Non-Negotiable

This article was published in the South China Morning Post on January 15th, 2011.

Five-year old Robert looked at me very seriously as he explained.  “You can discuss some things and change some rules, like getting extra time for t.v., but you can never never pull the cat’s tail.  That is non-negotiable.”  When I asked him what he meant, he explained,  “Non-negotiable means you can’t argue about it.  Like seatbelts are non-negotiable.  School is non-negotiable.  No hitting is non-negotiable.  No bad words is non-negotiable.  And no screaming in the store.  Those things are all non-negotiable.”

Robert’s parents have done a great job of teaching him that some things are beyond discussion.  As a young child, this has allowed him much greater peace as he is not caught in endless unhappy struggles to try to convince parents of what he wants.  It has also taught him to understand boundaries and manage his own disappointment.  And when he is older, as a teenager, Robert will have much more success with turning down temptations and setting his own boundaries than peers who have never learned that “no means no.”

Robert’s mom, Clare, laughed as she explained, “Robert is a born lawyer.  By the time he was three he could argue about anything and usually win.  And if he didn’t win, he would start to cry, then shout, then throw tantrums.  We knew that we had to do something or he would end up ruling the household.  Besides, he was miserable and so were we.”  I asked Clare what she does now if Robert throws a tantrum.  “He almost never does that anymore,” said Clare.  “The rule is that we might be able to discuss something he wants, but as soon as he starts to whine or yell then that topic becomes non-negotiable.  In order to try to convince us, he has to stay polite.”

Although Clare makes it sound easy, we all know that there was a period of adjustment as Robert learned that he could not always make his parents give in to his desires.  Children who are in “the terrible twos” are trying to figure out how much of life – and how much of their parents’ behavior – they can control.  We want them to feel powerful and competent, masters of their own universe, but we also know that they cannot be in control of everything.  By the time they are four, most children have an understanding and acceptance of many limits to their control.  They know that they must obey the teacher, use the bathroom, dress to go outside, stop at the street, and brush their teeth.  Even masters of the universe have to wear seatbelts.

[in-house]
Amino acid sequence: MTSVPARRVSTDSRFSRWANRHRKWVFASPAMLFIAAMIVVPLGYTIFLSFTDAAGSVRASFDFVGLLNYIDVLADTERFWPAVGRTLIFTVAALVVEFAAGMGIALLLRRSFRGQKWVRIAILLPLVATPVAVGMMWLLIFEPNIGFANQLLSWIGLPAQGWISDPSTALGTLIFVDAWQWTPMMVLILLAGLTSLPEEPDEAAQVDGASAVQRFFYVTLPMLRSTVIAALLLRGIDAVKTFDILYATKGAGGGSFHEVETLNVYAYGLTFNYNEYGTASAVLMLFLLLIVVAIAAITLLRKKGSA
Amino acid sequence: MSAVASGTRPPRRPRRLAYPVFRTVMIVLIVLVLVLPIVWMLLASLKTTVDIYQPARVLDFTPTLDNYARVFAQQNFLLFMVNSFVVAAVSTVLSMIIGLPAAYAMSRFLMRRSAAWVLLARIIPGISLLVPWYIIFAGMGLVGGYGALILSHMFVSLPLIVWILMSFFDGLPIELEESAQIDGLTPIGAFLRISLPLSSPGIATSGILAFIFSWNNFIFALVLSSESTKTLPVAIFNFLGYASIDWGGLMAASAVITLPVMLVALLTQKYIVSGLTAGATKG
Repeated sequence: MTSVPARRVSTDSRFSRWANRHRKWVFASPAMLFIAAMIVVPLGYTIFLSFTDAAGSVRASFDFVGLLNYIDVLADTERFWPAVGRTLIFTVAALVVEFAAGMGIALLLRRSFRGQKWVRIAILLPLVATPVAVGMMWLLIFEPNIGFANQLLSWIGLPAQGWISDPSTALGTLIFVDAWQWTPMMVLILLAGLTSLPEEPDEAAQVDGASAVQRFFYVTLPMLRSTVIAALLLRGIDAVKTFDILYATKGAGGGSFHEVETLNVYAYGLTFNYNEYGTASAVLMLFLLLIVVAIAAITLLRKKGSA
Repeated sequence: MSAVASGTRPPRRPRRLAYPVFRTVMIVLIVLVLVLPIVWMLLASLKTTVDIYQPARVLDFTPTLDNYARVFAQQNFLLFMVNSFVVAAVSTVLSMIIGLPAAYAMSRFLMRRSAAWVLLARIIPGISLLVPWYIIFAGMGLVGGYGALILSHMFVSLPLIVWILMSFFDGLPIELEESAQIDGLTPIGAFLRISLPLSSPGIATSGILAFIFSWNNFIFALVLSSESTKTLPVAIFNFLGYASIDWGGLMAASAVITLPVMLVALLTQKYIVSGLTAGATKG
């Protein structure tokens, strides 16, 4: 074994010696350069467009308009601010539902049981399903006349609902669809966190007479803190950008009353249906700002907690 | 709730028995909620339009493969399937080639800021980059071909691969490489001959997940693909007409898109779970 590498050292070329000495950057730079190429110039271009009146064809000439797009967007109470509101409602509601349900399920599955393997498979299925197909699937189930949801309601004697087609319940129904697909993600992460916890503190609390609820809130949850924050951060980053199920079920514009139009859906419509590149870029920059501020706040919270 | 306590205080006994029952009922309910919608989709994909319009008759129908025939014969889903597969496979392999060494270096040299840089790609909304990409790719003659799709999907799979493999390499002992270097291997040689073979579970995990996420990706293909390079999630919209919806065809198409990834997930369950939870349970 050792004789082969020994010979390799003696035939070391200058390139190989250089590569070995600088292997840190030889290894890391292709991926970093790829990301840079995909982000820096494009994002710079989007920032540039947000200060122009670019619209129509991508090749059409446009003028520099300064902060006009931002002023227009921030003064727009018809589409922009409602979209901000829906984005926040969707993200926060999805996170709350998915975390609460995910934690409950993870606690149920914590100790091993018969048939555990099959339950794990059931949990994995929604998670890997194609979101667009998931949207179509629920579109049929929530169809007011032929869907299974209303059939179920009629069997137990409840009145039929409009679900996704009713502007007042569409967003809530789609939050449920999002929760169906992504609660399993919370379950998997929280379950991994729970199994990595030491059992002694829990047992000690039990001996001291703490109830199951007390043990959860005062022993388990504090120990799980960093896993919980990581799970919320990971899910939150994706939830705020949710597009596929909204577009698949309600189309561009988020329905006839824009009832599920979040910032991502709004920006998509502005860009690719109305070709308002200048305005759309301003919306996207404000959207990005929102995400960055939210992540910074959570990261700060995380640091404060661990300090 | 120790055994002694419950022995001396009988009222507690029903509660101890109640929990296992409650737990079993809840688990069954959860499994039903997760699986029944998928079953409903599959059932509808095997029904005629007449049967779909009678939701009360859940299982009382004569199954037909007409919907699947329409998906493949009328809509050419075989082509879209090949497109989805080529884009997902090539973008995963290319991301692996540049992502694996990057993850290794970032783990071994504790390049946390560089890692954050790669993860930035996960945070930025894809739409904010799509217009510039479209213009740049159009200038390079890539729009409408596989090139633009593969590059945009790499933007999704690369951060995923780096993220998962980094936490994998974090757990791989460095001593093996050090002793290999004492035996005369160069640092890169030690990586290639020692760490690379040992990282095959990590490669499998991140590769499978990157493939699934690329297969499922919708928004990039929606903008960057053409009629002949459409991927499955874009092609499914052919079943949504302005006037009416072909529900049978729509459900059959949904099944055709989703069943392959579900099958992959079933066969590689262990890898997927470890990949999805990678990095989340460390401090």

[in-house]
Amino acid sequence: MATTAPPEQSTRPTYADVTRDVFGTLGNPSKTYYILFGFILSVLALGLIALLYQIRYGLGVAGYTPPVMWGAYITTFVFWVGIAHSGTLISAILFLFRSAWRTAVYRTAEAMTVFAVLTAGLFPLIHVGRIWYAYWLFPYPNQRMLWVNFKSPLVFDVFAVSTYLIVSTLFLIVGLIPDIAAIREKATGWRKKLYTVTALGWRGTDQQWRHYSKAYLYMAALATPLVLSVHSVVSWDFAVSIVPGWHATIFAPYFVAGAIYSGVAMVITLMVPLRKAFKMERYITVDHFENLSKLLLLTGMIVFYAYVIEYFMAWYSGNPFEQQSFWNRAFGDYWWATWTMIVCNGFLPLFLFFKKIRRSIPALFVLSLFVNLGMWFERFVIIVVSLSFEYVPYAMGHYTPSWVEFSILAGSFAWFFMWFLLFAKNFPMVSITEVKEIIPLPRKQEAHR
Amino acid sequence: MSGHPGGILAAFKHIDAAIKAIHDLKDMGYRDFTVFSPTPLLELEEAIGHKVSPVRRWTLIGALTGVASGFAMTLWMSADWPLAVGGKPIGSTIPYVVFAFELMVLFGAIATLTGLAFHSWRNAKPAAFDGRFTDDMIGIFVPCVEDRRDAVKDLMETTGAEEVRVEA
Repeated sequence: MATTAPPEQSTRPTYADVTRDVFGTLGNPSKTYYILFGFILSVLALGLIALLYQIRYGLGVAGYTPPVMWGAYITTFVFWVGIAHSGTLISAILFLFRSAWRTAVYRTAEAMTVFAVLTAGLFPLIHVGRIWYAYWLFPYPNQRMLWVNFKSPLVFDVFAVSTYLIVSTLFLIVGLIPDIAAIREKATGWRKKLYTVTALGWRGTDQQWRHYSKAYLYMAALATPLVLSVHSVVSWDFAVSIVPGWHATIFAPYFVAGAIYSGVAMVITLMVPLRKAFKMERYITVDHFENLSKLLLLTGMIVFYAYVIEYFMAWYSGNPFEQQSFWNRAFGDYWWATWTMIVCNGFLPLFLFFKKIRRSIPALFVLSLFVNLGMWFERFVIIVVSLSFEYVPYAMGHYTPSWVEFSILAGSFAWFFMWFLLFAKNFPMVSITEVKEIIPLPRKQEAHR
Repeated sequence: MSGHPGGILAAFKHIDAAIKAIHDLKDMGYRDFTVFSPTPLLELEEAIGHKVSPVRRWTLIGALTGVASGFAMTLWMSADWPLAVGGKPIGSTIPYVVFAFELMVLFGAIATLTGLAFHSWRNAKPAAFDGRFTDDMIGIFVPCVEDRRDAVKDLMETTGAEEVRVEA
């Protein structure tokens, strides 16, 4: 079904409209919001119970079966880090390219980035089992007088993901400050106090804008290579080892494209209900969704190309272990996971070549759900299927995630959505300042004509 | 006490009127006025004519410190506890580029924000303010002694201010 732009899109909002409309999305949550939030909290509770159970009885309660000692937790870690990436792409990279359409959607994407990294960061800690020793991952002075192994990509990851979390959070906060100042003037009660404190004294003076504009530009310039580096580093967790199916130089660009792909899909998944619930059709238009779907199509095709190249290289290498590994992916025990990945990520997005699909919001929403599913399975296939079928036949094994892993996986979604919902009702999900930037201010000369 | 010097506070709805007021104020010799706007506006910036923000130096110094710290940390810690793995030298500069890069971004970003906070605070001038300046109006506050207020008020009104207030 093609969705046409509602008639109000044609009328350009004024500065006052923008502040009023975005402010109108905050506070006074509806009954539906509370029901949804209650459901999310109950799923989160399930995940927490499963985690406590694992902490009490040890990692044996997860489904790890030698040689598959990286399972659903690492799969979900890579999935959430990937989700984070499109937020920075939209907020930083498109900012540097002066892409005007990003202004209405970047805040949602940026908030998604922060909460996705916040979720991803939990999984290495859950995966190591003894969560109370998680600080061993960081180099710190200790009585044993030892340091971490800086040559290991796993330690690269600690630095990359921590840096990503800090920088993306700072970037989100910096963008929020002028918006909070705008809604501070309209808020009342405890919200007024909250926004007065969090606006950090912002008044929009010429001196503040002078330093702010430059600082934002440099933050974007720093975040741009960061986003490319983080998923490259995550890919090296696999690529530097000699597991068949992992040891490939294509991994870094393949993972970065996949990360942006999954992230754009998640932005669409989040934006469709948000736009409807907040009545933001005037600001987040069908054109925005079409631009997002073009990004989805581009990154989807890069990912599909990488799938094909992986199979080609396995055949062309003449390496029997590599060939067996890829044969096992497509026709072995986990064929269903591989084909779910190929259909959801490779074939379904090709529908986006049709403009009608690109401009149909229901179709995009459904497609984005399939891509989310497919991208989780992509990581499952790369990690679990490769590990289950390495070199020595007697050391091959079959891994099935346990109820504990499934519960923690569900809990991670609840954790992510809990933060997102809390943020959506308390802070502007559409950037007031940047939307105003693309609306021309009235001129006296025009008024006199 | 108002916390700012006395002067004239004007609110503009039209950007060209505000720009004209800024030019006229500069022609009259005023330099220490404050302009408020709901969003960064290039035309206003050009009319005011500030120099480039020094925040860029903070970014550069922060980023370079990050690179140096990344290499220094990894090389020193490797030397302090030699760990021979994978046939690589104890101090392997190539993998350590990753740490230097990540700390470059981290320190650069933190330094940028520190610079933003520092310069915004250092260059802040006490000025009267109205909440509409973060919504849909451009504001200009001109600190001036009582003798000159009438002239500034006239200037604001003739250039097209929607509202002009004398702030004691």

By making some things non-negotiable, Clare has also recognized that the best time to explain limits to control is not during a power struggle.  When someone is upset, he or she is not listening and probably not receptive to teaching.  While a child is crying or angry, it is not very effective to try to explain why eating candy before dinner is not healthy or why it is fair for a sibling to get a turn with the computer.  When a child is upset it does no good to lecture, and in fact quite often a lecture makes the child more upset.  It is much easier for both the child and the parent if a parent waits until a “teachable moment,” a time when the child is calm and receptive to learning about the reasons for a rule.  In the meantime, making the rule “non-negotiable” means that it must be obeyed.  Parents can offer a child help with managing their feelings – with a hug or a story perhaps – but cannot change the rule or argue about it. 

Clare and her husband want to have a household that is as democratic as possible, and they want to allow for discussions and even disagreements with Robert.  But they also understand that democracy requires mutual respect and the acceptance of ground rules.  They know that listening to Robert and being supportive of him does not mean that they should allow themselves to be verbally abused or fail to establish their own reasonable boundaries.  And, as parents and adults, they also understand that some things in life are simply non-negotiable.